Matcha Tea Facts

Matcha is fashioned by milling green tea into a fine powder. Suspended rather than steeped in liquid, matcha creates a brew that is vegetal, smooth, and grassy-sweet. These days, matcha is used to flavor food, enhance tea blends, and as a natural dye, though it’s been enjoyed for over a thousand years as part of traditional Japanese tea ceremonies.

Matcha Tea Origins and Varieties

There are many grades of matcha, and not all are created equal. We carry two types: the highest grade of Ceremonial Japanese Matcha, to be enjoyed by itself, and a Culinary Chinese Matcha, to be used in cooking, baking, and lattes. It can also be enjoyed in blends, like our Genmai Cha with Matcha. As it is with all green teas, matcha is full of antioxidants which studies have shown are highly beneficial to our health. Some also credit matcha with boosting brain function. Because matcha powder is concentrated, it is very high in antioxidants, but one should be aware of its increased caffeine content as compared to its loose-leaf parent.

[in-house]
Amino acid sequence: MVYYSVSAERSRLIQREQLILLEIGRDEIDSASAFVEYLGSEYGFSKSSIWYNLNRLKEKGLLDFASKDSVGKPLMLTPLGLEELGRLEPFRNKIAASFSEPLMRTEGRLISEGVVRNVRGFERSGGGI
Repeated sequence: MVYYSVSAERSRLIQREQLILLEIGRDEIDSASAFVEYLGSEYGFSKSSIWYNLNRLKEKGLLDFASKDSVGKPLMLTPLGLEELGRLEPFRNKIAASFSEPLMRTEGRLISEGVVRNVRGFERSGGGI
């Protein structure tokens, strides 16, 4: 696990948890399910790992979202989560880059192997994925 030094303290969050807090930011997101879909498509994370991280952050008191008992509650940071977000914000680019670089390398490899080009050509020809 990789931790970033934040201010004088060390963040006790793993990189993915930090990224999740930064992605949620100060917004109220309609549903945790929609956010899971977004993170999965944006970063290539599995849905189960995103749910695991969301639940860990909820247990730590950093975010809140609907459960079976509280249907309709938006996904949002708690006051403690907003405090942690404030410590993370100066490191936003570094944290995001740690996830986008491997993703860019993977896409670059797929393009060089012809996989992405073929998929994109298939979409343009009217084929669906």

Matcha Tea Brewing Temperature & Time

Traditional matcha is whisked with a Bamboo Matcha Tea Whisk (chasen) and enjoyed by adding 1 - 1.5 tsp into a wide mouth vessel and adding a small amount of water to blend into a paste. Once a paste consistency has been achieved, add approximately 5 to 7 ounces of between 175℉ - 185℉ and blended until frothy. When matcha is savored as part of a blend as in our Genmai Cha with Matcha it is steeped as a traditional green tea in an infuser for 2 to 3 minutes.


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